Cricketing rivalry between England and Australia is legendary. Spice was added to this when Australia defeated England for the first time in England on Aug. 29, 1882. Shock and disaster were the feelings amongst the English. The Sporting Life newspaper famously published a satirical death notice of English cricket that carried a postscript of “N.B. The body will be cremated and the ashes taken to Australia.”
At first sight, it seems curious that English cricket should be defined as a body. The obituary was written by Reginald Shirley Brooks, whose father was a campaigner for the right to human cremation, legalization of which was being resisted by the government of the time. Brooks seized upon an opportunity to subtly promote the campaign. Little did he know the extent to which his subtlety would come to permeate cricket between the two countries.
A further feature of the match was that it was the only one between an England team and the visiting Australians, who played 38 matches mainly against county teams on their four-month long tour of England and Scotland. If the match had not taken place or had England won, the Ashes would not have become part of cricket folklore.
By this time, touring by teams between the two countries had become established practice and, before the 1882 match, an England party had already been primed to travel to Australia in 1882-83 to play three Test matches. Its captain was Ivo Bligh and he promised to “recover those Ashes,” something that was picked up by the Australian press.
It was also picked up by a group of ladies in Melbourne, who, at some point during the tour, presented Bligh with a small, 10.5 centimeter, terracotta urn containing ashes. There is myth and uncertainty surrounding not only the timing of the presentation but also the exact material that was used to create those ashes.
On the long and accident-prone boat journey to Australia undertaken by the English party and 900 other passengers, Bligh had met William Clarke, a preeminent figure in Victoria and president of the Melbourne Cricket Club.
Shortly after arriving in Melbourne, Bligh visited the Clarke mansion for the first and certainly not the last time, since he became attracted to a lady, Florence Morphy, governess and piano tutor to Clarke’s daughters. Two test matches were played at Melbourne in early and mid-January, billed as the Honourable Ivo Bligh’s team vs Mr. Murdoch’s XI, each side winning once.
The third and deciding match ending on Jan. 30, 1883, was won by England and the recovery of the Ashes was claimed. The following day, the Melbourne Punch published a six-verse song lyric in which the fourth verse refers to an urn and Ivo returning with it.
One version of the myth of the urn, according to Bligh’s wife, has it that Lady Clarke found an urn, possibly a perfume bottle, burnt an ash wood cricket bail, put its ashes into the urn, wrapped it into a red velvet bag and presented it to Bligh. Some say that the presentation occurred after the third Test match, but more recent research suggests that the presentation of an urn took place at the Clarke mansion after a private cricket match played over Christmas 1882, when some of the English team were guests.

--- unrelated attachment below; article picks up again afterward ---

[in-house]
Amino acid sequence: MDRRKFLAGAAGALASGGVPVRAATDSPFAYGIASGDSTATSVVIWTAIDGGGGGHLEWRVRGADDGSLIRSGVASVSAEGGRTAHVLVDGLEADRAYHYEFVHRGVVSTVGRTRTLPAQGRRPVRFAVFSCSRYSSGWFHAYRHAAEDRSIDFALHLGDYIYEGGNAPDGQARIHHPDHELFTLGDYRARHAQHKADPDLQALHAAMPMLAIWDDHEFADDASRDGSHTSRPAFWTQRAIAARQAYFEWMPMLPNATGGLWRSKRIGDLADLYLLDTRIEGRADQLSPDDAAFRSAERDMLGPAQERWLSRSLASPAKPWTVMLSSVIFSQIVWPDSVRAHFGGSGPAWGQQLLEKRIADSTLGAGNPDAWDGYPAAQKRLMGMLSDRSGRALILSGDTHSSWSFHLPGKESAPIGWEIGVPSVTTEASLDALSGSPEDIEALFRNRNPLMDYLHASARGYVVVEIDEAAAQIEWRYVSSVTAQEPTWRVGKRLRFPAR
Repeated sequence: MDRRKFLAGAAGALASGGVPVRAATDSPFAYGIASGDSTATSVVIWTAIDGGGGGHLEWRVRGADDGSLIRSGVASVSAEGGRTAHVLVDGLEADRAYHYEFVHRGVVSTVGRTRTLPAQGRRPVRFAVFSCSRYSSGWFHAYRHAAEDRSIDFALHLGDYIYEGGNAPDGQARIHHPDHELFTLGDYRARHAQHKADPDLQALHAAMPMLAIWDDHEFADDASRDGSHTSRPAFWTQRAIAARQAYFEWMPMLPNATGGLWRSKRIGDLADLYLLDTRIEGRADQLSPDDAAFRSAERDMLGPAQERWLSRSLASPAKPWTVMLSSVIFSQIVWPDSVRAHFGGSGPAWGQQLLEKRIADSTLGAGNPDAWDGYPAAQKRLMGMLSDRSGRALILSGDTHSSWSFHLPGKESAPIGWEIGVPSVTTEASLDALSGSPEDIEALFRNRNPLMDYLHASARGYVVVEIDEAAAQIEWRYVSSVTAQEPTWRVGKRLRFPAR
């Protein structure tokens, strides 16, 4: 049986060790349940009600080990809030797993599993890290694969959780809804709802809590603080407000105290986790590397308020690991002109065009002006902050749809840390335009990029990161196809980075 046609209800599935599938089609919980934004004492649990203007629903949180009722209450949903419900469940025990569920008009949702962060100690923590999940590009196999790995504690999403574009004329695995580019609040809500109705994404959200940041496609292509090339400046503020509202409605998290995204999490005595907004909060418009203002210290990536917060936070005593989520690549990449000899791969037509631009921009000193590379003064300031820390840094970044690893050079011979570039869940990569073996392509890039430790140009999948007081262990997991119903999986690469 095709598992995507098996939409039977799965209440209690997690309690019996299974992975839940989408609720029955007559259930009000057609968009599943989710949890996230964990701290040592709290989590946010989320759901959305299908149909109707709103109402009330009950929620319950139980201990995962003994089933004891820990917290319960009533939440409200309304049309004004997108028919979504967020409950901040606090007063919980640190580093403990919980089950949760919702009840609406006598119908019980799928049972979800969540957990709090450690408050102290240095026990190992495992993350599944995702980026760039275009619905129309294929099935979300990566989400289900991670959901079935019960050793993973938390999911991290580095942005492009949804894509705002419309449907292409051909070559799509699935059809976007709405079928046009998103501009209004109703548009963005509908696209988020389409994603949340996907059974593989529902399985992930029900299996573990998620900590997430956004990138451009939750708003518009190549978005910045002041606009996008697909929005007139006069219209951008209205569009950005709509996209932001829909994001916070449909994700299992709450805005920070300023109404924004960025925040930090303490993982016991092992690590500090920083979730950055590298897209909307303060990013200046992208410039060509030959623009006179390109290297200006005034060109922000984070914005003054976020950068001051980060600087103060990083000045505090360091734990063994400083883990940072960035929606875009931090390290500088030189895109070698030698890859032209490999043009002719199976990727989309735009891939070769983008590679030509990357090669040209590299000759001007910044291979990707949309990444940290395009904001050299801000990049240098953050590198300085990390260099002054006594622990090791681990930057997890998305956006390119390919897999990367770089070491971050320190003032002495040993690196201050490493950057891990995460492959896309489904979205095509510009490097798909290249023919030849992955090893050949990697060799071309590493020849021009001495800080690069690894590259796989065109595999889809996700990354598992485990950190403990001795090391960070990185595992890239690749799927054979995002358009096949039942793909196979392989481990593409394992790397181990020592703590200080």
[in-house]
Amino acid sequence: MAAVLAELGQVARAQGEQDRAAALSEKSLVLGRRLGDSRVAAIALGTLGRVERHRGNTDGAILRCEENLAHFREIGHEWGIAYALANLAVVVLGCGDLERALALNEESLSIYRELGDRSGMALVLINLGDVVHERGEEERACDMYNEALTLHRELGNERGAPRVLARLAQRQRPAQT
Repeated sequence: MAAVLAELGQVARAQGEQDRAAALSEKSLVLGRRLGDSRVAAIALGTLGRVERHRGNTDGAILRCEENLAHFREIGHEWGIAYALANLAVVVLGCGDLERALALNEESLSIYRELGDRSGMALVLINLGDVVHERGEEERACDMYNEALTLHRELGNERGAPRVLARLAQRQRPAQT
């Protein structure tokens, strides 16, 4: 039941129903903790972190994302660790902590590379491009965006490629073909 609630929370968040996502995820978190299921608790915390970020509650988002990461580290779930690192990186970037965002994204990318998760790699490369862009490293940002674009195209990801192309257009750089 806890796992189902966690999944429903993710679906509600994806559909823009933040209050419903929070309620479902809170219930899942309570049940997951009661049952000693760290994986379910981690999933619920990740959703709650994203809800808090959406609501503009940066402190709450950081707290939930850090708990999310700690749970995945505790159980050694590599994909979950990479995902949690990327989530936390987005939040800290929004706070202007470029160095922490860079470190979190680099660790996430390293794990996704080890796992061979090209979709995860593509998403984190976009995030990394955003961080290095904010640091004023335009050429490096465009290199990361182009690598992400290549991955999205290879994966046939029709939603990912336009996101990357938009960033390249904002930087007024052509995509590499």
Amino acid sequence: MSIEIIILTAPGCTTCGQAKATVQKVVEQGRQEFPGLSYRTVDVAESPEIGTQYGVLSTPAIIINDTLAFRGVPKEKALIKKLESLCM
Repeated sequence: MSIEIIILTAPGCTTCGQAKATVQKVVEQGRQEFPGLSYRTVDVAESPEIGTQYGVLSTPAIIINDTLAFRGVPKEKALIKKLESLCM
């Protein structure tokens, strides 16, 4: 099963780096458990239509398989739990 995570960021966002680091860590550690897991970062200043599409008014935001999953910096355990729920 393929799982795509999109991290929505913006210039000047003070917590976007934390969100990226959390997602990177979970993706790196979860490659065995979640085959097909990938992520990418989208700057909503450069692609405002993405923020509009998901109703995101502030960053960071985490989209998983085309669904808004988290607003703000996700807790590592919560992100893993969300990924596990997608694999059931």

Another version clouds the issue further. In the middle of February 1883, an additional fourth Test match took place. It was won by Australia but was not classed to be part of the Ashes series of 1882-83. In an interview in 1921, Bligh, by then Lord Darnley, said that the urn was presented to him by some ladies of Melbourne after the final defeat of his team. It is quite possible that the urn was presented twice but in different formats.
What did happen is that Bligh set sail for England only on May 5. In the intervening weeks, it is rumored that he became engaged to Florence, having proposed to her on New Year’s Eve during the first Test match. Ultimately, after gaining permission from his father, they married on Feb. 9, 1884, in Melbourne. A combination of this and ill-health ended his first-class cricket career.
Despite the use of the term Ashes in 1882 and 1883, its adoption for subsequent series was sporadic. This may be partly explained by the lack of a tangible trophy. In 1926, the year before he died, Bligh displayed the urn, as presented to him by the ladies of Melbourne, at an exhibition in London. Upon his death, Florence presented the urn to the Marylebone Cricket Club in London, where it has rested ever since, apart from three exhibition forays to Australia.
It is remarkable that this small, fragile urn, bearing the fourth verse of the Melbourne Punch’s song lyric, became the physical embodiment of match-series between England and Australia, giving rise to an evocative and lasting name. Yet, mystery still shrouds the urn — not only the question of when it was presented to Bligh, but also as to its original contents.
Skeptics ask how could Lady Clarke have had access to match bails after the third Test in Sydney and had time to burn them, even if that was when the urn was presented? A face veil would have been to hand and easier to burn quickly. Romantics prefer to believe that the veil belonged to Florence and that the ashes within the urn were a symbol of Bligh’s successful ventures in both love and cricket, a private token that only became public after his death.
Since that time, there have been many occasions when no love has been lost between England and Australia on or off the pitch. A decision on the upcoming series is expected any day now, once the two sides conclude negotiations over COVID-19-related touring conditions for the English party.
England’s tougher stance is designed to ensure that its leading players can take part, thus “befitting a series of this significance.” A small urn and a love affair continue to cast their spell.
(Except for the headline, this story has not been edited by WC Times staff and is published from a syndicated feed.)